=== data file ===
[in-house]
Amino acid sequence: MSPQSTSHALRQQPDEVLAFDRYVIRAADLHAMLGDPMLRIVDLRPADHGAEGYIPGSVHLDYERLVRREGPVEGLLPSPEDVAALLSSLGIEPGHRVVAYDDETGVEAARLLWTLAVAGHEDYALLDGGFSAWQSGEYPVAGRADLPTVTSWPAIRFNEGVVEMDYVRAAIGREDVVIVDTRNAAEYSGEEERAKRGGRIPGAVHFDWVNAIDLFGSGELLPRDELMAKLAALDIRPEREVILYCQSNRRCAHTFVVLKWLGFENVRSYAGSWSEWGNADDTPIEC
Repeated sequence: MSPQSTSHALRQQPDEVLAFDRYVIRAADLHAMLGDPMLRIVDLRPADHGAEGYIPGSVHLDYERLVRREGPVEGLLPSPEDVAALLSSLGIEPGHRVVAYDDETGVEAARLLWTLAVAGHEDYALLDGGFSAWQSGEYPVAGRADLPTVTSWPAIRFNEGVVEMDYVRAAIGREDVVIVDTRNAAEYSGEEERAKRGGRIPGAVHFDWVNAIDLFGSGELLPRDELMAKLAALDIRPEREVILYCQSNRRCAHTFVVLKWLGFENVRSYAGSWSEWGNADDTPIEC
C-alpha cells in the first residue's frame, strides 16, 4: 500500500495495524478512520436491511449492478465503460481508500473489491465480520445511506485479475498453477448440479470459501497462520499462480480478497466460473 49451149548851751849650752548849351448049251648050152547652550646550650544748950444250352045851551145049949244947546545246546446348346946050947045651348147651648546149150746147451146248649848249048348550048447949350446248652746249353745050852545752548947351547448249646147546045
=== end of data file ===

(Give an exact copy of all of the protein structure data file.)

[in-house]
Amino acid sequence: MSPQSTSHALRQQPDEVLAFDRYVIRAADLHAMLGDPMLRIVDLRPADHGAEGYIPGSVHLDYERLVRREGPVEGLLPSPEDVAALLSSLGIEPGHRVVAYDDETGVEAARLLWTLAVAGHEDYALLDGGFSAWQSGEYPVAGRADLPTVTSWPAIRFNEGVVEMDYVRAAIGREDVVIVDTRNAAEYSGEEERAKRGGRIPGAVHFDWVNAIDLFGSGELLPRDELMAKLAALDIRPEREVILYCQSNRRCAHTFVVLKWLGFENVRSYAGSWSEWGNADDTPIEC
Repeated sequence: MSPQSTSHALRQQPDEVLAFDRYVIRAADLHAMLGDPMLRIVDLRPADHGAEGYIPGSVHLDYERLVRREGPVEGLLPSPEDVAALLSSLGIEPGHRVVAYDDETGVEAARLLWTLAVAGHEDYALLDGGFSAWQSGEYPVAGRADLPTVTSWPAIRFNEGVVEMDYVRAAIGREDVVIVDTRNAAEYSGEEERAKRGGRIPGAVHFDWVNAIDLFGSGELLPRDELMAKLAALDIRPEREVILYCQSNRRCAHTFVVLKWLGFENVRSYAGSWSEWGNADDTPIEC
C-alpha cells in the first residue's frame, strides 16, 4: 500500500495495524478512520436491511449492478465503460481508500473489491465480520445511506485479475498453477448440479470459501497462520499462480480478497466460473 49451149548851751849650752548849351448049251648050152547652550646550650544748950444250352045851551145049949244947546545246546446348346946050947045651348147651648546149150746147451146248649848249048348550048447949350446248652746249353745050852545752548947351547448249646147546045